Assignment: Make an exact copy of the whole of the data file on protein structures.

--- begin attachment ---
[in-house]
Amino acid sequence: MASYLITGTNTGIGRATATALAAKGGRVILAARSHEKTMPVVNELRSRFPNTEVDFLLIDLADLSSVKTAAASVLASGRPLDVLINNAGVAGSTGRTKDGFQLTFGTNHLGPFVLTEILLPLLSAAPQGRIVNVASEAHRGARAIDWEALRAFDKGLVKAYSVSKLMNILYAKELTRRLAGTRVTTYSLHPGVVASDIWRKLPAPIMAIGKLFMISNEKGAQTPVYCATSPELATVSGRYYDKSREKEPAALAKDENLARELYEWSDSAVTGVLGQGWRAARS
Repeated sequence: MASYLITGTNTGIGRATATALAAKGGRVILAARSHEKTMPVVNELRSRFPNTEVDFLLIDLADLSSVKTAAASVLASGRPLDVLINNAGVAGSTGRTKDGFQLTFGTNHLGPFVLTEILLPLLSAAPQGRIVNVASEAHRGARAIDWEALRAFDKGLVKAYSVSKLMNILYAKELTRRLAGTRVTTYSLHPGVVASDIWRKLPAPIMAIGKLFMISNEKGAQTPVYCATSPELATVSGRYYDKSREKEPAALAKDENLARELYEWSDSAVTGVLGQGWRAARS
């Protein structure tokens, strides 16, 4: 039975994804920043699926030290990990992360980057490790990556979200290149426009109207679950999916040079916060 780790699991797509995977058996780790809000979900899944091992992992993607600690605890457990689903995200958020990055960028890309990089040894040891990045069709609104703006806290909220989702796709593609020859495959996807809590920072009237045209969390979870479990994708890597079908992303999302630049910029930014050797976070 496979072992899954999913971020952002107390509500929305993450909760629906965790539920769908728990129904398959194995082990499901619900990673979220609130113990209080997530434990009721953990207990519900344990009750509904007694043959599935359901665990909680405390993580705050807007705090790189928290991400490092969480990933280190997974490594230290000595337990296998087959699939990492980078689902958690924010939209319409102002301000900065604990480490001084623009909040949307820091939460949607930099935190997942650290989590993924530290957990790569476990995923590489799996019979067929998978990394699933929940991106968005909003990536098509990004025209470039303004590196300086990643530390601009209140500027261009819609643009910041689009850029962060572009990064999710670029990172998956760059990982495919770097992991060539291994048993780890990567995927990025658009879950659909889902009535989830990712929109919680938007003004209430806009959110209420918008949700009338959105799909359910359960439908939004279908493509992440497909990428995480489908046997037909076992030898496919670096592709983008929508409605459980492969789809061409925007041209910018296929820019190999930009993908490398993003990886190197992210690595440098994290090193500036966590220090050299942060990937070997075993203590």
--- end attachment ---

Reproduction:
[in-house]
Amino acid sequence: MASYLITGTNTGIGRATATALAAKGGRVILAARSHEKTMPVVNELRSRFPNTEVDFLLIDLADLSSVKTAAASVLASGRPLDVLINNAGVAGSTGRTKDGFQLTFGTNHLGPFVLTEILLPLLSAAPQGRIVNVASEAHRGARAIDWEALRAFDKGLVKAYSVSKLMNILYAKELTRRLAGTRVTTYSLHPGVVASDIWRKLPAPIMAIGKLFMISNEKGAQTPVYCATSPELATVSGRYYDKSREKEPAALAKDENLARELYEWSDSAVTGVLGQGWRAARS
Repeated sequence: MASYLITGTNTGIGRATATALAAKGGRVILAARSHEKTMPVVNELRSRFPNTEVDFLLIDLADLSSVKTAAASVLASGRPLDVLINNAGVAGSTGRTKDGFQLTFGTNHLGPFVLTEILLPLLSAAPQGRIVNVASEAHRGARAIDWEALRAFDKGLVKAYSVSKLMNILYAKELTRRLAGTRVTTYSLHPGVVASDIWRKLPAPIMAIGKLFMISNEKGAQTPVYCATSPELATVSGRYYDKSREKEPAALAKDENLARELYEWSDSAVTGVLGQGWRAARS
């Protein structure tokens, strides 16, 4: 039975994804920043699926030290990990992360980057490790990556979200290149426009109207679950999916040079916060 780790699991797509995977058996780790809000979900899944091992992992993607600690605890457990689903995200958020990055960028890309990089040894040891990045069709609104703006806290909220989702796709593609020859495959996807809590920072009237045209969390979870479990994708890597079908992303999302630049910029930014050797976070 496979072992899954999913971020952002107390509500929305993450909760629906965790539920769908728990129904398959194995082990499901619900990673979220609130113990209080997530434990009721953990207990519900344990009750509904007694043959599935359901665990909680405390993580705050807007705090790189928290991400490092969480990933280190997974490594230290000595337990296998087959699939990492980078689902958690924010939209319409102002301000900065604990480490001084623009909040949307820091939460949607930099935190997942650290989590993924530290957990790569476990995923590489799996019979067929998978990394699933929940991106968005909003990536098509990004025209470039303004590196300086990643530390601009209140500027261009819609643009910041689009850029962060572009990064999710670029990172998956760059990982495919770097992991060539291994048993780890990567995927990025658009879950659909889902009535989830990712929109919680938007003004209430806009959110209420918008949700009338959105799909359910359960439908939004279908493509992440497909990428995480489908046997037909076992030898496919670096592709983008929508409605459980492969789809061409925007041209910018296929820019190999930009993908490398993003990886190197992210690595440098994290090193500036966590220090050299942060990937070997075993203590």